Only 15 years ago the word "nano", which is very common today, was only used by specialists - physicists, chemists and engineers who were the pioneers of nanomaterial research. Some people believe that the next cultural and historical era in the history of humankind will be named "the era of nanotechnologies". However, we still do not quite know what exactly nanotechnologies are and how they help us in our everyday life. Nanotechnologies are a step forward to a new level of knowledge that previously could not be understood either theoretically or practically. Nanomaterials combine processes that are common for atoms and molecules on the one hand, and macro objects – on the other. It is very hard to predict what this combination will be like and its effects.
The staff of the Department of Materials Science and the Industry of Nanosystems of the Faculty of Chemistry of Voronezh State University under supervision of the Dr. habil. in Mathematics and Physics, Professor, Full Member of the Russian Academy of Sciences Valentin Iyevlev, conduct scientific research in Physics and Chemistry in the field of semiconductors and advanced nanomaterials. One of the innovation projects supported by the Russian Science Foundation is aimed at creation of a new generation of gas chemical sensors based on nanocrystal samples of wide-band oxide semiconductors.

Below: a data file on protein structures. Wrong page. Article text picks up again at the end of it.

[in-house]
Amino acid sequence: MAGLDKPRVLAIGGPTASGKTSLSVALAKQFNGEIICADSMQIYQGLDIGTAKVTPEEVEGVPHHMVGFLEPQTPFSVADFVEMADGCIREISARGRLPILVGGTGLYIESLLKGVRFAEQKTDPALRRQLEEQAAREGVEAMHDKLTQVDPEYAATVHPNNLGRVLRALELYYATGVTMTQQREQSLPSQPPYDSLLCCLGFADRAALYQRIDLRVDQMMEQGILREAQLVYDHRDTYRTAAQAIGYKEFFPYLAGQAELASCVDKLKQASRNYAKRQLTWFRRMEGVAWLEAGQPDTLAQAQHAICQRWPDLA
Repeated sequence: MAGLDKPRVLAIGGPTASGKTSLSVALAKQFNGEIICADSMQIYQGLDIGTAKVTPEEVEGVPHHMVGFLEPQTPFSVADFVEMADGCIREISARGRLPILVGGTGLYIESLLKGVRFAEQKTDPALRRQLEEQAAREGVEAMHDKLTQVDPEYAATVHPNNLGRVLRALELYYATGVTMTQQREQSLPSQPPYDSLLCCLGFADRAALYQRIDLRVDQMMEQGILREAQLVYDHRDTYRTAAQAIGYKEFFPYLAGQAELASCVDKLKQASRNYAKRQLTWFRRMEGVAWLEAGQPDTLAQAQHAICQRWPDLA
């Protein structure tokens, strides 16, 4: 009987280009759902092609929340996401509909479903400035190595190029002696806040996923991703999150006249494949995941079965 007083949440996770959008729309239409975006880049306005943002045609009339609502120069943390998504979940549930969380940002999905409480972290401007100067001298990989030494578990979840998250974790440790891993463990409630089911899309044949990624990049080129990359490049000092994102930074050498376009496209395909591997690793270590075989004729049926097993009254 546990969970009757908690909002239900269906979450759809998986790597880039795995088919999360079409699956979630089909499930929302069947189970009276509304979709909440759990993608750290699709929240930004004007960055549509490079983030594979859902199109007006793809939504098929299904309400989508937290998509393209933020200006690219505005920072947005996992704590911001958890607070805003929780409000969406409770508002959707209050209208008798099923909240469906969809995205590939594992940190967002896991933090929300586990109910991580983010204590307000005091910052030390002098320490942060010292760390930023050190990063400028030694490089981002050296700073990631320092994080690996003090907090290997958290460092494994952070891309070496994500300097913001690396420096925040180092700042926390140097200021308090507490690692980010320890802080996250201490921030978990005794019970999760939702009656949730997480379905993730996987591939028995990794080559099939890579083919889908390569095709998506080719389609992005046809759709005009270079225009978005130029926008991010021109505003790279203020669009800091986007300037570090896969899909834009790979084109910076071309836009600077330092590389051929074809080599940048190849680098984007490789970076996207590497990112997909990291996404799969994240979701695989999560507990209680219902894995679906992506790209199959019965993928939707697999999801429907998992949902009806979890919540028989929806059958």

To implement this scientific project Valentin Iyevlev built a team of highly qualified specialists from Voronezh State University, Voronezh State Agricultural University and scientists from M.V. Lomonosov Moscow State University. Communication with colleagues from various scientific centres is very important for every scientist - especially when the investigated objects are so specific. The investigation requires a lot of material and intellectual resources and very advanced and costly equipment. Therefore, to reach the target goals the creative collaboration of scientists from various scientific centres is absolutely essential.
Production of high performance gas sensors is one of the fields of the modern knowledge-intensive nanoindustry. Scientists and engineers from the leading industrialised countries of the EU and the USA are contributing to the development of such instruments.
The operating principle of the gas sensors is based on a fundamental physical characteristic of semiconductors – they change their electrical characteristics in different environments. Such environments include electromagnetic fields, heat and ionising emissions, and various gaseous molecules in the atmosphere. Molecules of various substances can deposit on the surface of semiconductors, thus changing their electrical conductivity. As a result, the electrical conductivity value provides information about the environment and presence of any gaseous substances in the atmosphere.
Gas sensors have already been in production. A good example of such instruments is the alcohol detection device used by traffic police.